Level Up: Panzer Dragoon
On-rails shooters don’t get a lot of love these days. Every so often we get blessed with the trippy Child of Eden or the sensational Sin and Punishment 2, but the genre remains largely underrepresented. The 2D-scrolling shmup (shoot em’ up for the layman) ruled the arcades and consoles with franchises like R-Type, Gradius and Thunderforce. But the transition into 3D left the genre in the dust. Very few publishers took interest in bringing the genre into the third dimension and even fewer developers pulled it off. One such successful case is Panzer Dragoon released on Sega’s ill-fated Saturn in 1995.
Truth be told, I was a Sega kid. My first gaming experiences were on a DOS PC, but my first console was the Genesis. In retrospect the SNES probably had the better library, but the Genesis was just too rad. Sonic was fast and edgy, Mario was a slow plumber, the Genesis was sleek and black, the SNES was a grey and purple box. Who can argue with genius advertising like “Genesis does what Nintendon’t”? No one, that’s who. Even after the debacles of the Sega CD and 32X add-ons, I was still excited for Sega’s next console, the Saturn.
Imagine my glee when Sega decided to launch the Saturn four months early in May of 1995. Now imagine my sorrow at the 400 dollar price tag. What was an 11-year old to do? Luckily these were in the days of mom and pop video stores that would actually rent out consoles. A Saturn with Virtua Fighter and Panzer Dragoon were mine, even if it was just for the weekend. Having played Virtua Fighter in the arcades, I popped it in first. The game played well, but I was disappointed by the graphics, which were blockier than the arcade version.
My lack of expectations for Panzer Dragoon made it all the more mind-blowing. Instead of the flat-shaded, Tron-esque polygons of Virtua Fighter, PD features a fully texture-mapped world that’s epic in scope. CG cut-scenes introduce a post-apocalyptic world of high technology and dragon-riders. After surviving a myriad of dangers the protagonist mind-melds with a dying dragon-rider. Without hesitation he assumes ownership of the departed’s dragon and is ready for adventure. Even this simple setup is light-years beyond 16-bit games in terms of production values and presentation.
You soon find yourself flying over the ocean, dodging ancient pillars and blasting enemies from the back of your new dragon pal. Like Star Fox, your forward momentum is forced, hence the monicker “on-rails.” You control where your dragon flies on the X and Y axis, but remain on a predetermined course throughout. The main action is dodging, aiming and shooting. This roller-coaster design imposes hard limits on the ways a player can approach the game. The player’s choice is always the x-factor in game design. By limiting it the developer risks game’s the illusion of freedom, but gains immense control over the experience the player has. Eliminating those loose ends by keeping the experience railed is likely how Team Andromeda was able to make PD so visually stunning.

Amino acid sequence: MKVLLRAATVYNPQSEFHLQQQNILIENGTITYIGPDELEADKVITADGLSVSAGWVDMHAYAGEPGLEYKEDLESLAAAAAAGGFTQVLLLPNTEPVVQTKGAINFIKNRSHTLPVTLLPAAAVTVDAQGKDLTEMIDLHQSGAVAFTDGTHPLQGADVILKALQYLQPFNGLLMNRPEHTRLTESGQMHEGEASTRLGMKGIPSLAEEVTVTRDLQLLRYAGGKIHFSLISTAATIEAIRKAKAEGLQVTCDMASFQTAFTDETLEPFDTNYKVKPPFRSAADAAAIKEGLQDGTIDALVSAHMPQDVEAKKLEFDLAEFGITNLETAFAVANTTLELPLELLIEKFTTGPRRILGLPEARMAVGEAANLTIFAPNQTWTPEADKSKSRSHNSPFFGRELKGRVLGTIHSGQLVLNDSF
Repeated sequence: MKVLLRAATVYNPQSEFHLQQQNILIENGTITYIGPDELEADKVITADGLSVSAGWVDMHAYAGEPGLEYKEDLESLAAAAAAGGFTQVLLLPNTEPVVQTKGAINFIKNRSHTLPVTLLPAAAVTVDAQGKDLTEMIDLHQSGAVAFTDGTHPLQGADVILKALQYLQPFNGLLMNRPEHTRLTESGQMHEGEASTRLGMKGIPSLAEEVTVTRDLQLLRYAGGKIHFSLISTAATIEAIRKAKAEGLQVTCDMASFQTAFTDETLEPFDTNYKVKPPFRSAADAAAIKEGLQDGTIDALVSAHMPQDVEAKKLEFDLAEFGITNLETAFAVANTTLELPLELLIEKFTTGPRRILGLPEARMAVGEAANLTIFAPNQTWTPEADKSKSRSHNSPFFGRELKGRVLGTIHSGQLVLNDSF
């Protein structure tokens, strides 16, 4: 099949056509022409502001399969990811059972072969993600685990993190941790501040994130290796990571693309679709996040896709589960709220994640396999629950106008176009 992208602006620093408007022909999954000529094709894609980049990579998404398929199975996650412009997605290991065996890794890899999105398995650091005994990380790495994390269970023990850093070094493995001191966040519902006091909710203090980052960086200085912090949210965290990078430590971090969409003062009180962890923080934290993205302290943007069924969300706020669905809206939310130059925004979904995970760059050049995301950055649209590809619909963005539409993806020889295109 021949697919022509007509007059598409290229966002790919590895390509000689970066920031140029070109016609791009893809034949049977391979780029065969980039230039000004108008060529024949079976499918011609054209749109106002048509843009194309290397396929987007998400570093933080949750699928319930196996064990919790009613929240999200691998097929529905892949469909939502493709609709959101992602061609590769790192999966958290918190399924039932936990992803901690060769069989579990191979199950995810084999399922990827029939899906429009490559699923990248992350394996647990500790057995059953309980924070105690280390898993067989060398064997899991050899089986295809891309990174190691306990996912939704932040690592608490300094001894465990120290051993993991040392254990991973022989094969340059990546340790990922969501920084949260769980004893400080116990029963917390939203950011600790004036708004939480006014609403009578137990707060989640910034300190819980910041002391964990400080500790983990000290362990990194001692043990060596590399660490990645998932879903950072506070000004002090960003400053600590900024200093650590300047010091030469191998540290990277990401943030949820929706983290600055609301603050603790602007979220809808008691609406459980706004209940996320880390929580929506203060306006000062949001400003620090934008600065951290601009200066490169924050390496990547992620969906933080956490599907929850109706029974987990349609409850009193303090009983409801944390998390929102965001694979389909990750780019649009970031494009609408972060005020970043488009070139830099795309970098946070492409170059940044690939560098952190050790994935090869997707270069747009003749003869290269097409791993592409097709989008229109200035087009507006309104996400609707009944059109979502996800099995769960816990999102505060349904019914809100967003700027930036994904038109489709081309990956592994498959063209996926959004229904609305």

The visuals ride a line between archaic fantasy and a technological sci-fi. This combination gives the impression of a once-advanced civilization that fell into dark ages many thousands of years ago. Relics of the technological past are scattered about the landscapes, appearing worn-down and ancient, not shiny and new. Technically the game is a marvel. It should be noted that the Saturn was originally planned to be a 2D system. When Sega saw that the industry was moving toward 3D, they didn’t redesign the Saturn, they just added another processor. The challenge of getting the two-processors working together is immense. An even bigger obstacle is that the Saturn’s 3D capabilities are based on quadrangles, while most 3D design tools are based on triangles. This caused a slew of problems, especially when porting over games from the Playstation. Panzer Dragoon was a launch title on the Saturn and the fact that it remains one of the best looking Saturn titles is a testament to the smart design choices Team Andromeda made.
The music too, shows a quantum leap from the digital tunes of the 16-bit era. The sweeping strings of a full orchestra blend with synthesizers and industrial percussion, all made possible by the new CD format. Each stage’s music is composed to evoke the mood of the visual landscape. Since each stage is a set length with predictable events the music was designed to reflect the drama. This type of sound integration is only possible because Team Andromeda’s choice to limit the player with the on-rails design.
The Panzer Dragoon series went on to have amazing sequels, Panzer Dragoon Zwei, Panzer Dragoon Saga, and Panzer Dragoon Orta. However, the series never went beyond its cult-status to break completely into the mainstream. The majority of its legacy lay in Panzer Dragoon Saga. This unique adventure RPG set in the PD universe is one of the most rare games of all time and will cost you a pretty penny on eBay. It’s also very, very good. PD Orta on the Xbox is a great addition to the series that returns to it’s on-rails roots. It’s been over 10 years since we’ve flown through post-apocalyptic skies on the backs of dragons and the spiritual successor Crimson Dragon has been delayed indefinitely. Perhaps it’s time to see if my Saturn still works…